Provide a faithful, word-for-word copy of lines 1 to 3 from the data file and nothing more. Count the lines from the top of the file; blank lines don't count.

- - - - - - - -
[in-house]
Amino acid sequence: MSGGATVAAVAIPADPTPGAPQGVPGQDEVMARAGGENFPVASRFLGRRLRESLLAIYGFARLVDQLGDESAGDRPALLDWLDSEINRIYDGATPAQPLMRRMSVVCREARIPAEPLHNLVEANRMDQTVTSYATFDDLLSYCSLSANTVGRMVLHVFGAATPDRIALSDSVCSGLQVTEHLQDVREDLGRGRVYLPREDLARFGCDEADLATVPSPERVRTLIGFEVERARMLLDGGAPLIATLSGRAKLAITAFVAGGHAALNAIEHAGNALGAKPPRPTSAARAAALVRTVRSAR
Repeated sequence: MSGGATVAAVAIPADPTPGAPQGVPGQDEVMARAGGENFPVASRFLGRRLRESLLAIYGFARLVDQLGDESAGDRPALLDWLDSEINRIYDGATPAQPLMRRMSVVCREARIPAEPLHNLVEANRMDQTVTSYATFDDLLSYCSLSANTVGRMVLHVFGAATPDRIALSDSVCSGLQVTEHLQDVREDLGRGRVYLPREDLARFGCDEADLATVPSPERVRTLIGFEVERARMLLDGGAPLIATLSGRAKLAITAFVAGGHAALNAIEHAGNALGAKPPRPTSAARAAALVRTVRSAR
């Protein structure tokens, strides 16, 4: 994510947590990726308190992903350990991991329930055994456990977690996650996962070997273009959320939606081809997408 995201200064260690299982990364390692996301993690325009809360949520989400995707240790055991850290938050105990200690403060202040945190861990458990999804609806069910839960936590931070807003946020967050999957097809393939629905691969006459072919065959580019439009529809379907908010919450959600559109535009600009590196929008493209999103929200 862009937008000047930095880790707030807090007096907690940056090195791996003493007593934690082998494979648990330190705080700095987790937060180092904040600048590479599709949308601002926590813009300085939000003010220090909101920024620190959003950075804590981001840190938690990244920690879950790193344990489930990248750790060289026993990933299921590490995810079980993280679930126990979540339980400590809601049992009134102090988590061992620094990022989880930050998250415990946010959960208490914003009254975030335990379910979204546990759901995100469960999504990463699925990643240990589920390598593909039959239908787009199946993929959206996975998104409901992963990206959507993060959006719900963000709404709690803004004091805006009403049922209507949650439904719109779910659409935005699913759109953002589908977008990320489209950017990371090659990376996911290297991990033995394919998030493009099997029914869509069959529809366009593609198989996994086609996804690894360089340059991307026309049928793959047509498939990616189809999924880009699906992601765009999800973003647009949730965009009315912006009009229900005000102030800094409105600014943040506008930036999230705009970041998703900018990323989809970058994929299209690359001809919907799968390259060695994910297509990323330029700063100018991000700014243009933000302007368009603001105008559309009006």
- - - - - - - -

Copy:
[in-house]
Amino acid sequence: MSGGATVAAVAIPADPTPGAPQGVPGQDEVMARAGGENFPVASRFLGRRLRESLLAIYGFARLVDQLGDESAGDRPALLDWLDSEINRIYDGATPAQPLMRRMSVVCREARIPAEPLHNLVEANRMDQTVTSYATFDDLLSYCSLSANTVGRMVLHVFGAATPDRIALSDSVCSGLQVTEHLQDVREDLGRGRVYLPREDLARFGCDEADLATVPSPERVRTLIGFEVERARMLLDGGAPLIATLSGRAKLAITAFVAGGHAALNAIEHAGNALGAKPPRPTSAARAAALVRTVRSAR
Repeated sequence: MSGGATVAAVAIPADPTPGAPQGVPGQDEVMARAGGENFPVASRFLGRRLRESLLAIYGFARLVDQLGDESAGDRPALLDWLDSEINRIYDGATPAQPLMRRMSVVCREARIPAEPLHNLVEANRMDQTVTSYATFDDLLSYCSLSANTVGRMVLHVFGAATPDRIALSDSVCSGLQVTEHLQDVREDLGRGRVYLPREDLARFGCDEADLATVPSPERVRTLIGFEVERARMLLDGGAPLIATLSGRAKLAITAFVAGGHAALNAIEHAGNALGAKPPRPTSAARAAALVRTVRSAR